The 9/11 porn of Cloverfield 

Cinematic History

At some point we knew it had to happen. After all, it does to nearly every great event in modern American history. It doesn't matter if the subject matter is tragic or horrifying or simply embarrassing; a Hollywood exec can take that signature moment and turn it into a crowd-pleasing actioner, a goofy rom-com, or a half-witted television pilot. Tinsel Town hungers for new concepts like Bill Clinton hungers for 40 winks and a hummer.

The slavery era was given a zip-a-dee-doo-dah makeover in Song of the South. By harnessing the combined powers of Technicolor, animation, and songwriting, Walt Disney was able to whitewash the darkest days of American history.

Later, the POW camps of World War II provided the inspiration for Hogan's Heroes, which covered up the crimes of the Nazi regime and the cries of the beaten and broken with an ever-present laugh track.

And in the decade after the Vietnam War, we were carpet-bombed with one steroid-infused action flick after another — films like Rambo: First Blood Part II and Missing in Action — all in an attempt to mask our country's pain and to give its citizenry a more satisfying end to the conflict — we came back and kicked their ass.

Now, there's Cloverfield, a piece of 9/11 porn packaged as a monster movie. It says a lot about how far we are now removed from the tragedy of Sept. 11, 2001, that it has become fodder for Hollywood, not that it should surprise you. Thanks to Rudy Giuliani, it's already been reduced to little more than a campaign slogan.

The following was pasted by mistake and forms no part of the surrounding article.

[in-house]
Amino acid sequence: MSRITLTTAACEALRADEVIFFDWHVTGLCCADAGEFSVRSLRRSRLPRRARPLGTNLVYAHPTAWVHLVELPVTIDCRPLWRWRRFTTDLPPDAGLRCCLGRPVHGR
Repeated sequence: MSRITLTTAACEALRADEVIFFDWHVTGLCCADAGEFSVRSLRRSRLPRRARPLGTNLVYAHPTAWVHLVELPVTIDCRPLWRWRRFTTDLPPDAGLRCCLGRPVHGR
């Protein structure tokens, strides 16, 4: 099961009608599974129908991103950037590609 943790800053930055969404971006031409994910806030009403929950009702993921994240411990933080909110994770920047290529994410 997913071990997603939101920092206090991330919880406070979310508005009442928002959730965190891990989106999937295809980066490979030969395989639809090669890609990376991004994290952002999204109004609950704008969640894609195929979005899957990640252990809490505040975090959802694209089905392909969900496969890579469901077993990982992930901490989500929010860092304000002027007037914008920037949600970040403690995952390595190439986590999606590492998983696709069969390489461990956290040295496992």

Some folks may deny that Cloverfield is a commentary on 9/11, and frankly it's those folks who we can thank for crap like Garfield: A Tail of Two Kitties and the continued career of Uwe Boll. They have all the depth of the backwash at the end of a pint of Guinness and all the mental sophistication of Kirk Cameron arguing that the banana proves there is an intelligent designer and he wants us to insert long, slender objects in our open mouths. Ignore them. They may watch the screen, but all they see are a bunch of pictures moving by real fast. That's all, folks.

And then there's the rest of us.

When it comes to Cloverfield, it's not so much the images we see but how we see them that conjures up memories of 9/11 — through the eyes of the man on the street documenting the chaos with his own video camera. Lest we forget, nearly all of what we know visually about 9/11 was caught on film by amateurs. Cloverfield director Matt Reeves admits he was inspired by this footage in a recent USA Today report. "In our minds, this is a way of exploring the terror of our times," Reeves says.

However, some argue that the terror of our times should have been handled more tenderly. Stephanie Zacharek of says, "If 1950s horror films were really about the communist threat ... then why can't modern horror films mirror our own fears about real-life terrorism? There's no reason that they can't. But there's also no reason we have to accept the cheapening of real-life tragedy as a means of entertainment."

Zacharek adds, "I'm not saying those images should never be used dramatically in any way. But like all potent images, they deserve some care and respect, and some discretion. Why use them just for kicks, as a means to get a rise out of the audience as it recognizes something familiar and terrifying?"

Of course, there's a precedent for Reeves' use of a monster movie to capture the drama of a truly monstrous moment in time — Godzilla, the radioactive, fire-breathing atom bomb of all motion picture metaphors.

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